Also in 1958, Williamson High School produced its first graduating class with Dr. L. Keeby as its first principal. Dr. Keeby was born in Africatown (Magazine Point), graduated from Mobile County Training School and kept his residence in Magazine Point his entire lifetime. Dr. Keeby was also a direct descendant of the slaves from the slave ship the Clotilda. Another well-known member of the Williamson High School staff was baseball Coach Green. Coach Green is the brother of Coach Green from Central and also a member of Mobile's Sports Hall Of Fame.
In 1963, Trinity Gardens High School had its first graduating high school class. Most of its students came from the Africatown and Prichard areas.
In 1967, Toulminville High School (now LeFlore High School), produced its first graduating class with Dr. L. Taylor as its first principal. Dr. Taylor was a graduate of Mobile County Training School. Later Coach Charles Rhodes and Mr. Fred Marshall became principals at LeFlore High School. Both Coach Rhodes and Mr. Marshall are graduates of Mobile County Training School.
In 1968, Nelson L. Adams High School, located in Saraland produced its first high school graduating class. Nelson Adams was the last all black high school opened by Mobile's public school system. Mr. Nelson L. Adams was the first millionaire from Africatown. He owned and rented houses in Africatown, Saraland and Creola. In 1906, Nelson Adams spearheaded a group of men that were concerned about the education of the children of Africatown and asked for state tax supported high school education in Africatown. I grew up across the street from Nelson Adams' home in Africatown. The first television I ever saw was in the home of Nelson Adams. We all knew him as "Papa Nelse". Two things that I can remember him teaching me was how to pull old nails from an old structure he had torn down and how to "pop the necks" of chickens, geese and ducks without causing them any pain.
As a member of the Mobile County Training School Alumni Association, I believe in our mission of promoting and preserving the history of our school. I believe that most people don't know their own history. If we did, maybe there would not as much violence directed to others that might be related to us. If we learn to preserve our history maybe we can learn to appreciate each other more.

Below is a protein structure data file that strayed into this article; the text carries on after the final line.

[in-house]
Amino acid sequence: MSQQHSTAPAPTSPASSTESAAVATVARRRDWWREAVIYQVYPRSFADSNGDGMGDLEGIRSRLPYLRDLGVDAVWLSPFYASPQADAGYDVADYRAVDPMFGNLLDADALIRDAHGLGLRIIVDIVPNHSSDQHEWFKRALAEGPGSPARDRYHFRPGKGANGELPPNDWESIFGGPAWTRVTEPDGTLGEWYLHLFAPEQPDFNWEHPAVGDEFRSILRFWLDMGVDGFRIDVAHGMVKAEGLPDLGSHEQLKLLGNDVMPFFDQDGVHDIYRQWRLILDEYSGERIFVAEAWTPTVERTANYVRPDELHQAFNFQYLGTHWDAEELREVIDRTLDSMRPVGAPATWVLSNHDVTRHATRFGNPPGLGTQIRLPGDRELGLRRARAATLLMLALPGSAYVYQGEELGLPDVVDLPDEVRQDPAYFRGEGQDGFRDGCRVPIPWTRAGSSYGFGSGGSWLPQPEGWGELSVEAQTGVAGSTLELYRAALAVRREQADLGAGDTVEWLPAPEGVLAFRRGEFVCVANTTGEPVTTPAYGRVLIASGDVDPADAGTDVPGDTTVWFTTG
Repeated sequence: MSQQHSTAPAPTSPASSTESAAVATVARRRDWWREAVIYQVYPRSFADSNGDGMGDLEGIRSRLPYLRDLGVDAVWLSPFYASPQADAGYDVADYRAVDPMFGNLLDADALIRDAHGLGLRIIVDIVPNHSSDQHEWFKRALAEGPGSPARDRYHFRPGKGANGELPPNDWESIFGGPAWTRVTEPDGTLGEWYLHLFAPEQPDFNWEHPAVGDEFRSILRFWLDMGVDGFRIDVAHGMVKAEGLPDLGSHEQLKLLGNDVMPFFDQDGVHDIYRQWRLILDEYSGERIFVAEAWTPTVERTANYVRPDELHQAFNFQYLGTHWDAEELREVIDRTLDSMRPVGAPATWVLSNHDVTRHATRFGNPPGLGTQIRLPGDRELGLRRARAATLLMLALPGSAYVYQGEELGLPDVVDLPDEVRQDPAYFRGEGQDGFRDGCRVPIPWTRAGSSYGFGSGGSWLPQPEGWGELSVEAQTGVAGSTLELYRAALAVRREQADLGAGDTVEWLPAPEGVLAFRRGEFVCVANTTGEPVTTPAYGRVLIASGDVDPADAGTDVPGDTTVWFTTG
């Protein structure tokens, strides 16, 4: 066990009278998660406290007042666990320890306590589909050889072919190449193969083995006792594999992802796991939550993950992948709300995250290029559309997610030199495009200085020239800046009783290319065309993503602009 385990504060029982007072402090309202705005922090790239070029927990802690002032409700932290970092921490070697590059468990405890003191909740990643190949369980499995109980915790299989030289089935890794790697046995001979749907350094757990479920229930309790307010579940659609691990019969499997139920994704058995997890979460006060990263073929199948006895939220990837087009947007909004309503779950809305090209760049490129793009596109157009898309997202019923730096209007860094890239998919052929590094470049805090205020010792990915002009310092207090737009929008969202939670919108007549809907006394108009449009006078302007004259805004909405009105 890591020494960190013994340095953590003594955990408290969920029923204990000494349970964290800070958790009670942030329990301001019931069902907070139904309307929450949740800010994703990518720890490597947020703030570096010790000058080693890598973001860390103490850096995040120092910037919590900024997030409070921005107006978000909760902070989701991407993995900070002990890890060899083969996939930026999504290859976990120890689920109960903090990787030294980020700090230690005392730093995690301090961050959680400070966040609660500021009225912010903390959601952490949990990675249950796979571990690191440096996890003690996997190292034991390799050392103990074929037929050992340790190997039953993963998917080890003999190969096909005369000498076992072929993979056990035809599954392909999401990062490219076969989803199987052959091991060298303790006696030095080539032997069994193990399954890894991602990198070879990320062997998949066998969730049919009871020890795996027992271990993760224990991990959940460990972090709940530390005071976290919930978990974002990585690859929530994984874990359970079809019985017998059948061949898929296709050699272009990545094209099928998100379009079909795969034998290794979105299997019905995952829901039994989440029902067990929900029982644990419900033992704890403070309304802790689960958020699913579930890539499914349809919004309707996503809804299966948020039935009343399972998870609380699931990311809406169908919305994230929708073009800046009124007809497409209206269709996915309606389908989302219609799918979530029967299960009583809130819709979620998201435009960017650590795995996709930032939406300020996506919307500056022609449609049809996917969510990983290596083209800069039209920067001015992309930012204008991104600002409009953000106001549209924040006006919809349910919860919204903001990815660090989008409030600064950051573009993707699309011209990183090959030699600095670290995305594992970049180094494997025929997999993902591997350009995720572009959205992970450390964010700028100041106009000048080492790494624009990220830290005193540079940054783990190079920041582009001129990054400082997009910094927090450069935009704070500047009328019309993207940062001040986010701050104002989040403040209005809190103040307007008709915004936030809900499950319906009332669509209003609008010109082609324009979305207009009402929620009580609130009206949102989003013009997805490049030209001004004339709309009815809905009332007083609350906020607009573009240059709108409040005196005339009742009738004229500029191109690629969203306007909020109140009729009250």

I was overcome with joy a couple of years ago when it was announced in the local news that efforts were underway to restore Barton Academy. Barton Academy, located in Mobile, was the first public school in the state of Alabama. Any building with that type of history should be preserved forever for all to see. It is a positive form of history and should be preserved. Most of the funds to restore the building and conduct regular classes in it are privately donated, however, recently the Mobile Public School System donated one million dollars toward the preservation efforts of Barton Academy.
This financial commitment tells me that the school board officials see the importance of preserving a very important positive landmark for all to see and learn about. This will mean that the Mobile school system will have preserved and still uses the first public high school in the state of Alabama and the first training school for blacks in Alabama. The Mobile Public School System has done something that we all learn while growing up in our various neighborhoods, "put your money where you mouth is."
The Mobile County Training School is on the verge of making an announcement similar to the one made by those restoring historic Barton Academy. The continued existence of those two historic positive educational facilities and their continued contribution to the education of Mobile's children says a lot about the citizens of Mobile.